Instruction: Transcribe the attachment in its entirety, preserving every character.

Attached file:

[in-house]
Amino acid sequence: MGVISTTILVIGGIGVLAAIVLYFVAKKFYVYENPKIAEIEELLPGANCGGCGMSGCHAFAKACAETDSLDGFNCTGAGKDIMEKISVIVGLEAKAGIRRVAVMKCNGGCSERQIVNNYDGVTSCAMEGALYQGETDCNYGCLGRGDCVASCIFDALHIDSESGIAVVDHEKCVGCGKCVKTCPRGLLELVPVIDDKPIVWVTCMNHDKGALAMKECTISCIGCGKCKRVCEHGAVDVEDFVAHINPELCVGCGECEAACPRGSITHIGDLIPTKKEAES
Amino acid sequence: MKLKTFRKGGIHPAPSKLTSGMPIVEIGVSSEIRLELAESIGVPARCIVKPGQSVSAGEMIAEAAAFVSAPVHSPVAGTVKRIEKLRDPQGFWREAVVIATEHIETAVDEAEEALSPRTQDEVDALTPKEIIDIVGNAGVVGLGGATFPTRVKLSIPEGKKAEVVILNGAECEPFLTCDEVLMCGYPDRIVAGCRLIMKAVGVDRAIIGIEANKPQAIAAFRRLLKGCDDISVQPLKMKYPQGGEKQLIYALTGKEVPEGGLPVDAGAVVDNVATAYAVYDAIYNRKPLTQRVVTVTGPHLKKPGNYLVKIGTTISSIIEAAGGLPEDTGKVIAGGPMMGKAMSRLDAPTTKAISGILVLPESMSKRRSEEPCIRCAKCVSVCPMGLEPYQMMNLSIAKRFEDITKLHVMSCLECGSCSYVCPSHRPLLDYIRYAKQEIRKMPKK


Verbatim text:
[in-house]
Amino acid sequence: MGVISTTILVIGGIGVLAAIVLYFVAKKFYVYENPKIAEIEELLPGANCGGCGMSGCHAFAKACAETDSLDGFNCTGAGKDIMEKISVIVGLEAKAGIRRVAVMKCNGGCSERQIVNNYDGVTSCAMEGALYQGETDCNYGCLGRGDCVASCIFDALHIDSESGIAVVDHEKCVGCGKCVKTCPRGLLELVPVIDDKPIVWVTCMNHDKGALAMKECTISCIGCGKCKRVCEHGAVDVEDFVAHINPELCVGCGECEAACPRGSITHIGDLIPTKKEAES
Amino acid sequence: MKLKTFRKGGIHPAPSKLTSGMPIVEIGVSSEIRLELAESIGVPARCIVKPGQSVSAGEMIAEAAAFVSAPVHSPVAGTVKRIEKLRDPQGFWREAVVIATEHIETAVDEAEEALSPRTQDEVDALTPKEIIDIVGNAGVVGLGGATFPTRVKLSIPEGKKAEVVILNGAECEPFLTCDEVLMCGYPDRIVAGCRLIMKAVGVDRAIIGIEANKPQAIAAFRRLLKGCDDISVQPLKMKYPQGGEKQLIYALTGKEVPEGGLPVDAGAVVDNVATAYAVYDAIYNRKPLTQRVVTVTGPHLKKPGNYLVKIGTTISSIIEAAGGLPEDTGKVIAGGPMMGKAMSRLDAPTTKAISGILVLPESMSKRRSEEPCIRCAKCVSVCPMGLEPYQMMNLSIAKRFEDITKLHVMSCLECGSCSYVCPSHRPLLDYIRYAKQEIRKMPKK